The bad points:
Non replaceable battery
No memory card slot (but not especially required depending on your needs)
The power and volume buttons aren't ideally placed

Overall 8X is the one of the best phones on the market today IMO. Recommended to anyone.

(Glad I go that out of my system! Thanks for reading!)

 

MotorMouth posted a comment   
Australia

This is a weird review, the first I've encountered to suggest the 8X is uncomfortable to hold. It is, in fact, ridiculous because the so-called "sharp edges" of the phone are actually beautifully rounded. The radius of the curve is about 2-3mm along the edges and the corners are at least double that radius. They need to be because all the buttons are housed on those edges. Comparing the feel in the hand of my new 8S with my Nokia 800 is like comparing the feel of a block of wood and a half-used cake of soap. The 8S sits beautifully in the hand, as does the 8X (from my experience checking them out in a few different shops). It is the Nokia, in reality, that has sharp edges around both top and bottom, although they are not uncomfortable in any way, either.

For me, the 8X is easily the pick of the new WP8 handsets - the Lumia 920 is like two Galaxy S3's glued together. If I was a power user, I'd have no trouble justifying it but, as a normal person, the 8S made a lot more sense for free on a $29 plan.

 

GeorgeG1 posted a comment   

I have been using this phone for two weeks after using the Iphone 5 and Samsung3 4g version as well as the Nokia 920. This is by far the best phone in terms of quality and size, camera and especially battery power compared to the other phones.

In terms of camera shots, I believe it is one of the best closly followed by iphone 5 and then Samsung in terms of colour, clarity of picture and brightness especially during the day.

In terms of its design, I think it feels great and doesn't need a phone cover to protect it as it is very sturdy and doesn't scratch that easily like other phones. I also agree that the button to switch on and off is a little stiff but protects you from calling others by accident if you have it in your jeans or pant pockets.

user234
8
Rating
 

"Best looking Windows Phone 8 Device"

user234 posted a review   
Australia

The Good:Gorgeous 720p screen, absolutely beautiful design and finish, feels so much lighter and thinner than what it is, fits nicely in the pocket, excellent build quality

The Bad:Battery is good but not great, volume buttons are difficult to press especially the power button, the matte finish at the back does feel like it can get dirty, should have more storage.

This phone is one of the best phones I have come to owe, I absolutely love the design and feel of the phone. It fits perfectly in my pocket and so easy to use. The screen is beautiful showing great colours and very good outdoor view-ability.
The buttons are of particulate difficulty to press especially the lock button and does take some getting used too (requiring your second hand to lock most times). Camera is good, not SLR good it is a phone after all, but good for a phone. I have had this phone for 2 weeks and its been one the the best devices to use and WP8 is just such a great OS. Great alternative to an iPhone or android device. The battery is good, i can make it to a full day with moderate use and still have 30-45% battery left in the night.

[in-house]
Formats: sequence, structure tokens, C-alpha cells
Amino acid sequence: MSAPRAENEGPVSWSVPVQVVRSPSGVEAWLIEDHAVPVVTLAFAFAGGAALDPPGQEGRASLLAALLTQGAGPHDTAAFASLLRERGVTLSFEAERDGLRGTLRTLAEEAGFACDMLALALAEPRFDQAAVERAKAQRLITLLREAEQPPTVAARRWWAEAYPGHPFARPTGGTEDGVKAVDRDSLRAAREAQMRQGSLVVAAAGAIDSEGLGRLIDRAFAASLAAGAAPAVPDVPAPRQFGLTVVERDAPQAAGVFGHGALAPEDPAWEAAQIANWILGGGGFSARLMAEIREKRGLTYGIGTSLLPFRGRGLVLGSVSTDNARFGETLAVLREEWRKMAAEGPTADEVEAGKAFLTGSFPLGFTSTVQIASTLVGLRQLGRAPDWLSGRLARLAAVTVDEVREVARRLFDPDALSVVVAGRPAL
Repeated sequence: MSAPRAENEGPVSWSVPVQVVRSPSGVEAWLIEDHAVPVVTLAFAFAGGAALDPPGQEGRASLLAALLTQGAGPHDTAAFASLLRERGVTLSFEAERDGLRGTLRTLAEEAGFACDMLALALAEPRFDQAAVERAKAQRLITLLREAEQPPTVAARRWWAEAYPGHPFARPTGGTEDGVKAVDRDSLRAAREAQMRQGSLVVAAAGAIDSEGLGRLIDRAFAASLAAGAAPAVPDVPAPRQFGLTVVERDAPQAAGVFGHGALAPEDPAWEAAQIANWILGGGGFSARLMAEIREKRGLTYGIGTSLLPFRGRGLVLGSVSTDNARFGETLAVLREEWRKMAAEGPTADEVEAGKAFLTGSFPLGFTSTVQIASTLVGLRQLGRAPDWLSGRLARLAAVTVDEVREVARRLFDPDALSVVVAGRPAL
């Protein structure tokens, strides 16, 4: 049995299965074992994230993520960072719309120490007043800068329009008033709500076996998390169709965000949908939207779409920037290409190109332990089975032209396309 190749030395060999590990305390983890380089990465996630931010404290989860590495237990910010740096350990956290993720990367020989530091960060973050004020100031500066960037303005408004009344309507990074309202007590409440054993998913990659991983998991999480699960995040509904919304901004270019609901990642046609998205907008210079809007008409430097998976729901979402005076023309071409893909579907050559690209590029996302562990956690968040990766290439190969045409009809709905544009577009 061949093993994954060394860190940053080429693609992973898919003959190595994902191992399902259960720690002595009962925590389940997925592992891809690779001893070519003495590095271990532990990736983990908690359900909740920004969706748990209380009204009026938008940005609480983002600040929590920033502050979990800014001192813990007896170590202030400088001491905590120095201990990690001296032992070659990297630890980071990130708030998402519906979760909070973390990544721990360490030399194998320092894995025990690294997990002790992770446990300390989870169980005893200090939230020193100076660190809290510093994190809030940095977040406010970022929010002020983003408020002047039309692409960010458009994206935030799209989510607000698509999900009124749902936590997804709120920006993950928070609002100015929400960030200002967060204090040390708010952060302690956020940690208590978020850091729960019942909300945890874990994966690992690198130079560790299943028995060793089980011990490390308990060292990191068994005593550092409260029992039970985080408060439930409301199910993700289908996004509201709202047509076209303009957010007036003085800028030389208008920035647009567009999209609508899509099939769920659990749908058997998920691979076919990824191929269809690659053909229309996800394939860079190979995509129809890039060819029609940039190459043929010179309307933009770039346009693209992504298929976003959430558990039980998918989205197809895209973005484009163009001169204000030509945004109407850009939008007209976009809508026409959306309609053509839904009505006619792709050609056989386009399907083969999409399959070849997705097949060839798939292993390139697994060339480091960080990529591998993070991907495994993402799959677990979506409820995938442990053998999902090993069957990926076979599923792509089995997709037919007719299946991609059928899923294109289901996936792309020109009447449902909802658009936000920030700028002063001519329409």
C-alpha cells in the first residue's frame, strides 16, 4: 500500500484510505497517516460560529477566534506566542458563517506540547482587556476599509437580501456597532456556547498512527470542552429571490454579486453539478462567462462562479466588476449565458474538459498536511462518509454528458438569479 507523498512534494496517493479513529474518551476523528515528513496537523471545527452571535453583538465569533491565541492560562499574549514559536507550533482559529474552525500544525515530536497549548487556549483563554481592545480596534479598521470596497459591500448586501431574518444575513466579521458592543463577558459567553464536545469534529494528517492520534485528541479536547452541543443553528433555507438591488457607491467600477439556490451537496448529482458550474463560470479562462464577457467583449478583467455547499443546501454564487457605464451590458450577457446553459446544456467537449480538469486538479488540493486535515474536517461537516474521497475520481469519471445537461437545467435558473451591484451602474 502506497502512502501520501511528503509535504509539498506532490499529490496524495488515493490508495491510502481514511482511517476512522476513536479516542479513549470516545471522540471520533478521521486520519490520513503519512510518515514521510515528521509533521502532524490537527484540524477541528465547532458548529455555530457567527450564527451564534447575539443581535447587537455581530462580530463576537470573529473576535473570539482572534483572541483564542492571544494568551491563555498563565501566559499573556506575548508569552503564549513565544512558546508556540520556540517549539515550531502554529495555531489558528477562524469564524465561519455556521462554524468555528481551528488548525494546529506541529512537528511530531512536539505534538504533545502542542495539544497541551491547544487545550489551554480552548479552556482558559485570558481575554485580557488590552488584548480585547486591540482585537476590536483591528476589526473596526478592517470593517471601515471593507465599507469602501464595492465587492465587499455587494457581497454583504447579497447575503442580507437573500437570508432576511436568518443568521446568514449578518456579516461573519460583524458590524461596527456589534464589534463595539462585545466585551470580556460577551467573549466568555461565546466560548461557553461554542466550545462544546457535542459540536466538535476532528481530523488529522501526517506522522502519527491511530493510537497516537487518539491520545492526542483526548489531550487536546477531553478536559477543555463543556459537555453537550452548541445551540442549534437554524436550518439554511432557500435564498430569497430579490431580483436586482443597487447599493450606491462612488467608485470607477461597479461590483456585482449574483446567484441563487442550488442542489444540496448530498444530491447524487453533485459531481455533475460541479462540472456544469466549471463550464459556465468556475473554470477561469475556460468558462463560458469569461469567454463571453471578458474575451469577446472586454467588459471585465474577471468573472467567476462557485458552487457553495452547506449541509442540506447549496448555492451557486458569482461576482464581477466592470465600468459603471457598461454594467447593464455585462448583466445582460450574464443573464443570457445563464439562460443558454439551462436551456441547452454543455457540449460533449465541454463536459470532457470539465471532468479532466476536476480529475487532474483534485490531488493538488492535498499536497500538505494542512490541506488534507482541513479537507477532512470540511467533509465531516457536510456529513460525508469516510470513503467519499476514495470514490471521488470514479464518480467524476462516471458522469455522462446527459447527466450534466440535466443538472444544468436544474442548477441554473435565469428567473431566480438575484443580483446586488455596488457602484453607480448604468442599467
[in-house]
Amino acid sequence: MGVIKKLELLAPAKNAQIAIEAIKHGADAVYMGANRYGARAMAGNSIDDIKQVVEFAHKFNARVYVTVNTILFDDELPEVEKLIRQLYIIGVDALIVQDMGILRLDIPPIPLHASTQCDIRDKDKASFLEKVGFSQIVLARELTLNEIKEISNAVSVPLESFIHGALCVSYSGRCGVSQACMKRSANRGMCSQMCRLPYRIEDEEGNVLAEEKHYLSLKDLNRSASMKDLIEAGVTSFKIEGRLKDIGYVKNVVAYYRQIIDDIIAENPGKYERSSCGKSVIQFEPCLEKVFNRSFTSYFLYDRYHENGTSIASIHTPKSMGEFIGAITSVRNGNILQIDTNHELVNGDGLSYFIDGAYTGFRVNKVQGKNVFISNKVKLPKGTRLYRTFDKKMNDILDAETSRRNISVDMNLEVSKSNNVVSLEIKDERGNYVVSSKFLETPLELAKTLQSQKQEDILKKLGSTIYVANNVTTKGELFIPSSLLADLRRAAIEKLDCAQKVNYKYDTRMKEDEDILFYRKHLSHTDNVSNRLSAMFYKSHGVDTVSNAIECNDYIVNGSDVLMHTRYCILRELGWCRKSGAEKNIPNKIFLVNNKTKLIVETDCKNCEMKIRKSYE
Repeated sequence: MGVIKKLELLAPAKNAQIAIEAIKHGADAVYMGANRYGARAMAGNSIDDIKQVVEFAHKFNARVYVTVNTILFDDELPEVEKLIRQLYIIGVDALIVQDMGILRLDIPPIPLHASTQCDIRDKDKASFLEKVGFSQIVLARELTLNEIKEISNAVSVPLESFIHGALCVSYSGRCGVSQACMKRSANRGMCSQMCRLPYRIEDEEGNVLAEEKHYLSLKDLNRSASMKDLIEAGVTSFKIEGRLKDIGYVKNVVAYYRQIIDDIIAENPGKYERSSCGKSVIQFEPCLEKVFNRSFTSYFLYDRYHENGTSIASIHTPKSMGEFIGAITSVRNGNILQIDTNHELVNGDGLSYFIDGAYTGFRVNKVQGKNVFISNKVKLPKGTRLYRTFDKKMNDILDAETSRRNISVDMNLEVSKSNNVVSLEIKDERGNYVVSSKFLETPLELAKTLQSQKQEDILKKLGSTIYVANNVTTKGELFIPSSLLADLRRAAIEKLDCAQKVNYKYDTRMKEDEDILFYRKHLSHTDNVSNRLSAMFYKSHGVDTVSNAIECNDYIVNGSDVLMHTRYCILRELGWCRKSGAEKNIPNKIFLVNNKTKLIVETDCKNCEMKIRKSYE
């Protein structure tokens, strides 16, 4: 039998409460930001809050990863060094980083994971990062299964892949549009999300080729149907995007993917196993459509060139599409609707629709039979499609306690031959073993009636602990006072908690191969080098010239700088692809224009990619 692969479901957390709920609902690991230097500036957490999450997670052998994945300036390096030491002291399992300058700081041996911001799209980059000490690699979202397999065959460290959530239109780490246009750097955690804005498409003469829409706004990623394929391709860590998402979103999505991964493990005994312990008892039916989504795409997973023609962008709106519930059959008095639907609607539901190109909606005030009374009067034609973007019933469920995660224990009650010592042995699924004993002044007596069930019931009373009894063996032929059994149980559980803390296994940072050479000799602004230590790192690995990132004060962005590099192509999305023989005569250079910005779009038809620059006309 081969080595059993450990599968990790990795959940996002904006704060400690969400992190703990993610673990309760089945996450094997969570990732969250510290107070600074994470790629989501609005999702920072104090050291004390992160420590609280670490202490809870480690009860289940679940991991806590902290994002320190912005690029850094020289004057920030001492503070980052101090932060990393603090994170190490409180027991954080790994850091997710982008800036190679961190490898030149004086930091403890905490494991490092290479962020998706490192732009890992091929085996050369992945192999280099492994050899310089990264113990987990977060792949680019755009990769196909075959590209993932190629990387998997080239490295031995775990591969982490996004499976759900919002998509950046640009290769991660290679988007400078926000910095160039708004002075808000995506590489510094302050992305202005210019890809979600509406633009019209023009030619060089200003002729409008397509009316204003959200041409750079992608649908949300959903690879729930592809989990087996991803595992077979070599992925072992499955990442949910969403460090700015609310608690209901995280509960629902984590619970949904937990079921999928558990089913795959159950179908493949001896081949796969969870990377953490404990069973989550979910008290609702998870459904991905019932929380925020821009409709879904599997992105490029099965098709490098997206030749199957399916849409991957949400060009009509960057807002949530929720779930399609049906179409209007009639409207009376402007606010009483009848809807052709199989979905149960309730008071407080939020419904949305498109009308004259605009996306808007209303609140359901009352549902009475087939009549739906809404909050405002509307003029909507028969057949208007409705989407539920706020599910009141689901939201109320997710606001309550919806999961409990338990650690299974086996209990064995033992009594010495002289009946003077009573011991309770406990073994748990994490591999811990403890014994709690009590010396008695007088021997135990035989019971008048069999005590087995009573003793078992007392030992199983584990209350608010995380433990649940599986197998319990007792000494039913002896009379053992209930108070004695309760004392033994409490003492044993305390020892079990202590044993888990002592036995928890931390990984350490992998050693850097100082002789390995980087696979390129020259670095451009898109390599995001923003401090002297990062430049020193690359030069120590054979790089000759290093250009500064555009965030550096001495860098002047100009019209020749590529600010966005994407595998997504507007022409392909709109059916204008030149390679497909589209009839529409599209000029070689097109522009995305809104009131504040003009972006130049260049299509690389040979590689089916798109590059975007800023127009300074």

trebor83 posted a comment   
Australia

One of the main complaints I have read elsewhere about the 8X has been that the combination of the power button being thin, flush with the body and positioned on the top of the relatively tall device makes using it particularly difficult and since it is the primary button for making a WP device wake/sleep you have to use it regularly and it gets very frustrating.

You don't seem to have mentioned this as a problem at all however. Is that because you didn't find it an issue or because you felt the other design issues were just more serious?

 

LabbyP posted a comment   
Australia

Again HTC are behind the times, they need to be setting the pace, not make boring phones. 16GB of ram, not good I thought 32 or 64 would have been a far better option. This is just a remade WP7.5

 

StefEBear posted a reply   
Australia

So you mean they are just like Apple's new iPhone 5 then, just a reworked iPhone 4...

 

1westy1 posted a reply   
Australia

16GB of ram would be pretty impressive




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User Reviews / Comments  HTC Windows Phone 8X

  • AnimusT

    AnimusT

    "i can't install this app:http://www.windowsphone.com/en-us/store/app/life-numbers/bfe28a35-e7fd-4ac7-b516-a840bbf0945b
    on windows . someone can help?"

  • LuisA1

    LuisA1

    "After a few weeks using this phone, I can say that the HTC Windows Phone 8X has an excellent design thanks to its curved lines and monochassis colorful body, which is also great to hold.

  • BrightBurner

    BrightBurner

    "In terms of how these two phones sell together, I generally find the features of the HTC 8X tenders more to the personal users while the Nokia 920 counterpart is more tailored to business users."